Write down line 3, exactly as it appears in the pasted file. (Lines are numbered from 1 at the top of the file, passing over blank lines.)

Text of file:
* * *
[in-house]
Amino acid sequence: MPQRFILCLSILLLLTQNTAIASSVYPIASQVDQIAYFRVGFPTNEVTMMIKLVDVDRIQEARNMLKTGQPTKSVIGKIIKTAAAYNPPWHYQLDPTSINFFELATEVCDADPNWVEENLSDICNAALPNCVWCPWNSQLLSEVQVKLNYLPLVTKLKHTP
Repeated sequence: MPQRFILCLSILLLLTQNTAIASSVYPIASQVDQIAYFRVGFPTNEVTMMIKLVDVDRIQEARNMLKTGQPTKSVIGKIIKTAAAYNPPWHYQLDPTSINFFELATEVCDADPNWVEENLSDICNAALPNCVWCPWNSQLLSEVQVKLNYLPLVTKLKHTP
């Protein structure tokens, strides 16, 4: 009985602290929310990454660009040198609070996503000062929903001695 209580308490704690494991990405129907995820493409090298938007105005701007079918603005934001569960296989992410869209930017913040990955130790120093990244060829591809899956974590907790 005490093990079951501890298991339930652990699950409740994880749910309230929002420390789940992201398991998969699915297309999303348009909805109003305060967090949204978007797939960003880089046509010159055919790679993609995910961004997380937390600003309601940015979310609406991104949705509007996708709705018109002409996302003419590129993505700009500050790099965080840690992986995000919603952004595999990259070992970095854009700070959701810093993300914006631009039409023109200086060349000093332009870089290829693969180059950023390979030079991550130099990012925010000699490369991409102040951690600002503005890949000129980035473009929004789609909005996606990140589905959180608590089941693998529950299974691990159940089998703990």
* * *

Repeated sequence: MPQRFILCLSILLLLTQNTAIASSVYPIASQVDQIAYFRVGFPTNEVTMMIKLVDVDRIQEARNMLKTGQPTKSVIGKIIKTAAAYNPPWHYQLDPTSINFFELATEVCDADPNWVEENLSDICNAALPNCVWCPWNSQLLSEVQVKLNYLPLVTKLKHTP